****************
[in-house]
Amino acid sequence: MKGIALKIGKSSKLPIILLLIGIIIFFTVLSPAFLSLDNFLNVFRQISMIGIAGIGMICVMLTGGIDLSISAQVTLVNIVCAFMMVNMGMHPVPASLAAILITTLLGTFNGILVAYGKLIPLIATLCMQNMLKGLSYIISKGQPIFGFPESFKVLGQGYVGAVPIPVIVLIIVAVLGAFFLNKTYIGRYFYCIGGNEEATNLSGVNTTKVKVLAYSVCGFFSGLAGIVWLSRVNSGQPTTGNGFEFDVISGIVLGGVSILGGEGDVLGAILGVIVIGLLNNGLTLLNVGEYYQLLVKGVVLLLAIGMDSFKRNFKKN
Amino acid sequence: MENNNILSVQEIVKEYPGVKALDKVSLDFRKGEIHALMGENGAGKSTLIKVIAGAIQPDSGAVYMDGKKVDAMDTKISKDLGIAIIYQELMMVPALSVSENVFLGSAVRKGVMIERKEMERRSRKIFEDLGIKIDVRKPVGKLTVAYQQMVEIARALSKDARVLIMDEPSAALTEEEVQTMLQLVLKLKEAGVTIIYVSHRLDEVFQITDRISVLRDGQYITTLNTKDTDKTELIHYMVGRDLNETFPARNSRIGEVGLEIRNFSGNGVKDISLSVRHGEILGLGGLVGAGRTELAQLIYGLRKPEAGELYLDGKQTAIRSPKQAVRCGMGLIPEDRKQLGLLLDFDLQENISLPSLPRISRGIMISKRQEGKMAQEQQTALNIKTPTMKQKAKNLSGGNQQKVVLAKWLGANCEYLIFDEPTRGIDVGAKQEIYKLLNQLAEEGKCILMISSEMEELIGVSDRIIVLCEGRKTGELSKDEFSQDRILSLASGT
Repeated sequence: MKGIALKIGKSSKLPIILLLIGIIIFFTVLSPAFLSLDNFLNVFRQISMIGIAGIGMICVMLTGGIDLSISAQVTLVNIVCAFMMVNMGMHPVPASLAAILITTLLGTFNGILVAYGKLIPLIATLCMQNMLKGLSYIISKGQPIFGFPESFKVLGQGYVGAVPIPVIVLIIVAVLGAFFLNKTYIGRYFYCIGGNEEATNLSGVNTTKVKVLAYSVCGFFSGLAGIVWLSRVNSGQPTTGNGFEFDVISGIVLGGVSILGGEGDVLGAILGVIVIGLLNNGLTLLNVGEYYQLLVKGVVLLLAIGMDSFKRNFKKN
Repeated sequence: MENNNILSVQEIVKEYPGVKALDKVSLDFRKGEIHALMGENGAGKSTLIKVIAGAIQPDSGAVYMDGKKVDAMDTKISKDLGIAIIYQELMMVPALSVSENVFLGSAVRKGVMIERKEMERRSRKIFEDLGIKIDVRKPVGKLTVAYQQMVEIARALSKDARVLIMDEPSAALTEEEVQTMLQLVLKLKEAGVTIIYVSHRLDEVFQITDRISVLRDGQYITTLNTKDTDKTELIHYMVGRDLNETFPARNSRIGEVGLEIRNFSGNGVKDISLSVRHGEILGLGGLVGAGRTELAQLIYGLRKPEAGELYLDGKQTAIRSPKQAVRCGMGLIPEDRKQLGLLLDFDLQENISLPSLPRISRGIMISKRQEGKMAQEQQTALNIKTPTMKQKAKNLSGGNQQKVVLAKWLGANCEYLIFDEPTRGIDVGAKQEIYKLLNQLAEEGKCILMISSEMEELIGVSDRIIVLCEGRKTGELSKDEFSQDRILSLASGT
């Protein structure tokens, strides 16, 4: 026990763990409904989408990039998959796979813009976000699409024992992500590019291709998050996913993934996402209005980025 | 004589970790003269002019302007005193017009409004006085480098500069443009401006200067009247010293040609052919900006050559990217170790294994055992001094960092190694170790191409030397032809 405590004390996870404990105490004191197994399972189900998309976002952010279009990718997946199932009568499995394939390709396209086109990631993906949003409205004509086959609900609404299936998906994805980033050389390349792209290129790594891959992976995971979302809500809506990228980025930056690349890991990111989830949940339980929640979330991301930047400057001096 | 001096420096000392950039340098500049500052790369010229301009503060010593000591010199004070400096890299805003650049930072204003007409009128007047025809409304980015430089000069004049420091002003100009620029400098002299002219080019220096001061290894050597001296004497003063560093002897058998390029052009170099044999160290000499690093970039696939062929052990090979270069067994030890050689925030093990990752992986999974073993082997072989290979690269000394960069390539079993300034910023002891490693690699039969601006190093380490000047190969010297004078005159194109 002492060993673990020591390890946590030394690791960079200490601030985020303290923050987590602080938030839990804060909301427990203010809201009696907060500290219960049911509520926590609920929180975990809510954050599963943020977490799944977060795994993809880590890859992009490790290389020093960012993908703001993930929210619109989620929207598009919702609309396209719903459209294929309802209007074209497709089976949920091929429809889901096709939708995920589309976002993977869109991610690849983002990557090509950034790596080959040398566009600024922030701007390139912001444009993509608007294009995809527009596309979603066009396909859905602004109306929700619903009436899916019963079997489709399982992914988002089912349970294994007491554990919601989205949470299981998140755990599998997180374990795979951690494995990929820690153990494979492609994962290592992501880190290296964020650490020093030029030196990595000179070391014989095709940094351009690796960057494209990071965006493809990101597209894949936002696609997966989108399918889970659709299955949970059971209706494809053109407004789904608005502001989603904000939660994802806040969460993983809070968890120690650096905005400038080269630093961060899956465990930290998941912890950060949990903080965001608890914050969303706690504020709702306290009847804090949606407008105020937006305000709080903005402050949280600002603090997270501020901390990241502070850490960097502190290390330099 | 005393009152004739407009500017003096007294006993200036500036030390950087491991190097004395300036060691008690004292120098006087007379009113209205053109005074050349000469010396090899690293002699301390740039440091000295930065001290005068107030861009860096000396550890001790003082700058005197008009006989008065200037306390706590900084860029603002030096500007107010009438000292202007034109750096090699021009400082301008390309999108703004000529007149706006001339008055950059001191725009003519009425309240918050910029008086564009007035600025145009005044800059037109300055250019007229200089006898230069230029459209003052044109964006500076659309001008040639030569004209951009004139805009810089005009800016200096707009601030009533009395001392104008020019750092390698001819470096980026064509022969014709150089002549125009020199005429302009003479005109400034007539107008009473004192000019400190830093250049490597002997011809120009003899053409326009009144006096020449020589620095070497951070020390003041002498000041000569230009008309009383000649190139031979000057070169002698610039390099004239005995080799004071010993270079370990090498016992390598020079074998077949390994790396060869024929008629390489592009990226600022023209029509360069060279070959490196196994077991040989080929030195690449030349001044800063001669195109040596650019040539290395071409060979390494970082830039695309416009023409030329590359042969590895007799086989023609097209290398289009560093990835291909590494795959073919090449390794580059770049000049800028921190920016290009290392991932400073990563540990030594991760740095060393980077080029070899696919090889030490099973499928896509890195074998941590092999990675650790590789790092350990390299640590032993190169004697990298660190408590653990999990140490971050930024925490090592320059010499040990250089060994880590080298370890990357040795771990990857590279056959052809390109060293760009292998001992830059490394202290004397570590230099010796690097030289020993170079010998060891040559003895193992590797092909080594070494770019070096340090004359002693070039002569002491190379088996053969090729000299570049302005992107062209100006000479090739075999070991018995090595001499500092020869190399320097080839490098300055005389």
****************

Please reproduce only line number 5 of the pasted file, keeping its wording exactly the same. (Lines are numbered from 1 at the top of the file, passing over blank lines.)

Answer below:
Repeated sequence: MENNNILSVQEIVKEYPGVKALDKVSLDFRKGEIHALMGENGAGKSTLIKVIAGAIQPDSGAVYMDGKKVDAMDTKISKDLGIAIIYQELMMVPALSVSENVFLGSAVRKGVMIERKEMERRSRKIFEDLGIKIDVRKPVGKLTVAYQQMVEIARALSKDARVLIMDEPSAALTEEEVQTMLQLVLKLKEAGVTIIYVSHRLDEVFQITDRISVLRDGQYITTLNTKDTDKTELIHYMVGRDLNETFPARNSRIGEVGLEIRNFSGNGVKDISLSVRHGEILGLGGLVGAGRTELAQLIYGLRKPEAGELYLDGKQTAIRSPKQAVRCGMGLIPEDRKQLGLLLDFDLQENISLPSLPRISRGIMISKRQEGKMAQEQQTALNIKTPTMKQKAKNLSGGNQQKVVLAKWLGANCEYLIFDEPTRGIDVGAKQEIYKLLNQLAEEGKCILMISSEMEELIGVSDRIIVLCEGRKTGELSKDEFSQDRILSLASGT